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Farmers face post-flood water shortage

September 09, 2013
File Photo
File Photo

While the River Indus is returning to normal flows after passing two peaks of floodwater in August, rotation programme — rationing in supply of water in canals — continues to worry farmers in Sindh.

Growers find it puzzling that when the Indus is passing floodwater, canals are facing a rotation programme and that too at the peak time of Kharif crops.

This, they say, is mainly because of water mismanagement, heavy silting of canals and existence of large number of direct outlets on irrigation channels which authorities are unable to control.

Officials cite technical reasons — for example, closure of canals — for following a rotation programme.

The closure takes place as per normal standard operating procedure (SOPs) of irrigation system so that floodwater which brings huge silt deposits should not accumulate in canals and in barrage’s pocket area (pond where water is accumulated for release in off-taking canals).

This is called a silt bar, created in the canal’s bed mostly in its upper reaches between RD1 to RD5.

Heavy silt deposits settle at canals’ head and raise the surface level, and resultantly, the gauges show readings on higher side as if canals are drawing full supply of water as per designed capacity. In reality, water flows remain relatively low.

For instance, according to irrigation water discharges figures, Nara canal that has a designed capacity of 13,649 cusec, is drawing 16,000 cusec of water while Rohri is drawing 15,000 cusec against its designed discharge of 10,800 cusec.

“These are maximum discharges which are being recorded at these two main canals right now. But the actual quantum of flow of water is much lower. It is silt deposits that affect gauge readings”, says a Sukkur barrage official, who believes farmers are justified in their demand since they are not getting sufficient water for Kharif crops, harvest of which will begin soon.

Officials in the provincial irrigation department argue that farmers cultivate 100 per cent of their agricultural land for summer crops when they should only use certain percentage of land for summer and winter crops. Closing canals when floodwater passes through barrages is a standard procedure that farmers are accustomed to.

They assure that rotation programme is to be implemented temporarily and is a regular feature in the Punjab irrigation system.

“We implement rotation programme to ensure availability of water right up to tail-end areas,” says Chief Engineer Sukkur Barrage Left Bank, Ahmed Junaid Memon.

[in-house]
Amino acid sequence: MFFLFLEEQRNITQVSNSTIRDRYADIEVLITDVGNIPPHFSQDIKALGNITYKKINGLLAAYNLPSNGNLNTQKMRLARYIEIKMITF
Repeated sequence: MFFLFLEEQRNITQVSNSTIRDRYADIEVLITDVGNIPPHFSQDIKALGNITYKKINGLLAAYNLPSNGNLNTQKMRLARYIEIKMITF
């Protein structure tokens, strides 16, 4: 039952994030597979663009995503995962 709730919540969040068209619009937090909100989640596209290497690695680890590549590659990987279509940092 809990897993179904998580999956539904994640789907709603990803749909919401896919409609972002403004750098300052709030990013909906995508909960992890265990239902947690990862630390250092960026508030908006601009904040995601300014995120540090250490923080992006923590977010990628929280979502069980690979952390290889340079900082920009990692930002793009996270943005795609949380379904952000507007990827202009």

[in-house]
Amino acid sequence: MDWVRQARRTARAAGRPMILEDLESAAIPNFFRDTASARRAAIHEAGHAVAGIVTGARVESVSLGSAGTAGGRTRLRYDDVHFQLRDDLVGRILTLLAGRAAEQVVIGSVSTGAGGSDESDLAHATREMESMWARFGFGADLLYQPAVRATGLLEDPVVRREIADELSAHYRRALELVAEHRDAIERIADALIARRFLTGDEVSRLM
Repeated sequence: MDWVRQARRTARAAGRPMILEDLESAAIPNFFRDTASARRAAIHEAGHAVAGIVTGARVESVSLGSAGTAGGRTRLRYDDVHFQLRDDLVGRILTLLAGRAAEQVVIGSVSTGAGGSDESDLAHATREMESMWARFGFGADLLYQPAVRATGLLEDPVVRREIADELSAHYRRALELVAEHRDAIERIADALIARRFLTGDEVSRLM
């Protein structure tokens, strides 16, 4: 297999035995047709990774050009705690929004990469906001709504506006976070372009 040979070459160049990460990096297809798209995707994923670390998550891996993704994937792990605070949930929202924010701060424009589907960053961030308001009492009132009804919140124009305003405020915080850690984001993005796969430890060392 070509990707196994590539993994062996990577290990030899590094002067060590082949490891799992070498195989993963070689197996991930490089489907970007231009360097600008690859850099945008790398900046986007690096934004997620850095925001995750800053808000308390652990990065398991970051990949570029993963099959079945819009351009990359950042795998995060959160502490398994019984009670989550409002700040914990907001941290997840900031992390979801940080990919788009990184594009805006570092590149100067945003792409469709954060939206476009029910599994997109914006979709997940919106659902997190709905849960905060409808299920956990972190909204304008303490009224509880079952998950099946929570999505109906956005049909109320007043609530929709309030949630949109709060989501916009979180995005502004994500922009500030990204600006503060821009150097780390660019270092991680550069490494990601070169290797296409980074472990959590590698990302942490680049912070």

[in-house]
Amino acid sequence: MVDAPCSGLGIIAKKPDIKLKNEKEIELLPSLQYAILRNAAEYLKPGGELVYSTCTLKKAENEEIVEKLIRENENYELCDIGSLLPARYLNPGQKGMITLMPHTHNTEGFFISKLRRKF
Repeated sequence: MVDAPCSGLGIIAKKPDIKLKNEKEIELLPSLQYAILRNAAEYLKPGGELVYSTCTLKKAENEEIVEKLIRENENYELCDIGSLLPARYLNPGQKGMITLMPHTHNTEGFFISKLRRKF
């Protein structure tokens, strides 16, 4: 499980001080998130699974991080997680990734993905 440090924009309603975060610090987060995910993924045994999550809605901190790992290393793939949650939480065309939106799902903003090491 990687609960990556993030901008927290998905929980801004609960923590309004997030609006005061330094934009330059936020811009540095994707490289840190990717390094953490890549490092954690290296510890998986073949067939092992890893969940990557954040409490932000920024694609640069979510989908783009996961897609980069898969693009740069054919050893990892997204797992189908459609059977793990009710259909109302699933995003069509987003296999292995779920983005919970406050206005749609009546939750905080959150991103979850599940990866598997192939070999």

“Heavy silt deposits break velocity of water and it reaches tail-enders very slowly, thus the outcry (from the farmers)”, he says and adds that canals’ system is too huge and it consumes a lot of time.

Growers are unwilling to buy this story and strongly reject official claims on the ground that Sindh is getting normal floodwaters which are necessary every year for overcoming ecological imbalance in Indus delta.

According to farmers’ leaders like Mahmood Nawaz Shah, provincial irrigation officials need to admit that entire irrigation system is showing decline in upkeep of infrastructure and there is no management control at all.

He sees direct outlets on canals as main problem. A direct outlet (DO) is the connection for supply of irrigation water from main canal or distributary that is usually given to influential people like parliamentarians, politician, powerful landowners and bureaucrats following approval by chief executive of the province.

“I concur with the official argument that growers cultivate more than recommended percentage of land during summer and winter crops. But then, what are the authorities doing, why do they turn a blind eye to it?” asks Shah.

He points out that during heavy monsoon rains canals’ gauges are lowered and then farmers have no objection because rainwater caters to irrigational water needs.

For the last several months, farmers have been agitating against non-availability of water in tail-end areas like Khairpur Gamboh sub-division of Naseer division which is Rohri Canal system.

They have been staging hunger strike too against unavailability of water.

Growers like Mir Zafarullah Talpur point out that he could cultivate only 18 acres of land out of 300 acres land for chilli and cotton crops and even they are drying.

The non-provision of irrigation water has even forced a group of around 80 angry farmers to stage a protest outside apex court in Islamabad to draw the Chief Justice’s attention.

Sindh irrigation authorities are seeking the government’s permission to close canals of concerned barrages for 36 hours to flush the pocket areas, but it has not yet been granted.

This has led to fears that if flushing of canals and barrages — Sukkur and Kotri — to clear silt deposits is not done, it is likely to affect winter crops’ sowing as well.